(slightly OT): Python and linux - very cool

Peter Hansen peter at engcorp.com
Fri Aug 2 04:17:23 CEST 2002

"James J. Besemer" wrote:
> Peter Hansen wrote:
> > [describes import bug]
> >
> > Had we done a simple, clean "import ..." instead, the other module
> > would have been referring to the name as modulename.globalname
> > and after initialize() was called it would be bound to the new
> > object instead of to None.
> I submit that in cases like this, where modules rely on
> privacy for the integrity of their operation, then ideally
> they should be designed from the start to be immune
> from "import *" problems such as you describe.
> I realize that many existing modules predate the availability
> of the __all__ keyword.   However, prefixing private vars
> with "_" to prevent them from being imported has been
> available for a long time.  A problem like the one described
> that can be avoided by use of one of the above hiding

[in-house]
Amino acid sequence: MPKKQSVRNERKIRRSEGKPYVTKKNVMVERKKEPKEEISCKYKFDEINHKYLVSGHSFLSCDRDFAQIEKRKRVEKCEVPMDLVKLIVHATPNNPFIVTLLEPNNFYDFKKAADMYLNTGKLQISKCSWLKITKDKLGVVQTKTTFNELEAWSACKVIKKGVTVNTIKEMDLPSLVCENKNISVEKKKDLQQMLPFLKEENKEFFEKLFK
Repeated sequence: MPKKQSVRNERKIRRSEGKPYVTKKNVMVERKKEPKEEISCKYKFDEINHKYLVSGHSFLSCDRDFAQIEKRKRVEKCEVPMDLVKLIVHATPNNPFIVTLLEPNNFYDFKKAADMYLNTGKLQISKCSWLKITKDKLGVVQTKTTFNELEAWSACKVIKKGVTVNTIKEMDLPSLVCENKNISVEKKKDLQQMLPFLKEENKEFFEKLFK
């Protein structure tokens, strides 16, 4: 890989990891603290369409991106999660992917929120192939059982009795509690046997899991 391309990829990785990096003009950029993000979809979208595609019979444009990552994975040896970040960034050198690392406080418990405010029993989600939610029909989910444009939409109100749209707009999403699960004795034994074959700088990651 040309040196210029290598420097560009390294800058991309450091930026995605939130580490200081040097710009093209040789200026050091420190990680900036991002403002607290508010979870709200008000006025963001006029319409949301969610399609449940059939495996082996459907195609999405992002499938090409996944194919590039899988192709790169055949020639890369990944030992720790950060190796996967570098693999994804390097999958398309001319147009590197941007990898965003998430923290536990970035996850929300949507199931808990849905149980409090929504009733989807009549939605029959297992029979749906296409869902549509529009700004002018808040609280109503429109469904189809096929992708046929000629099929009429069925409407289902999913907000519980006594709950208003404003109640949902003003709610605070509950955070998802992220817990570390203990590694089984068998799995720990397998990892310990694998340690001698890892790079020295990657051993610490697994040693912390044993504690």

> mechanisms may fairly be regarded to be a failing of the
> module designer, rather than the newbie user.

That would not have solved the problem (at least not directly)
in this case, because it was not a _private_ variable that
was involved.  The intention was that it was explicitly a
publicly available variable.  A better solution would have been
to make it available via a function, e.g. getThatGlobal(), 
but simply using _ was not suitable in this case.  

(It would indirectly have solved the problem, of course, because
the programmer would have been forced to figure out another
way to get access to it, but if she knew to use _ in the first
place, she would also have known about the problems "import *"
can cause.)

And the old "never use global variables" comes to mind again too...


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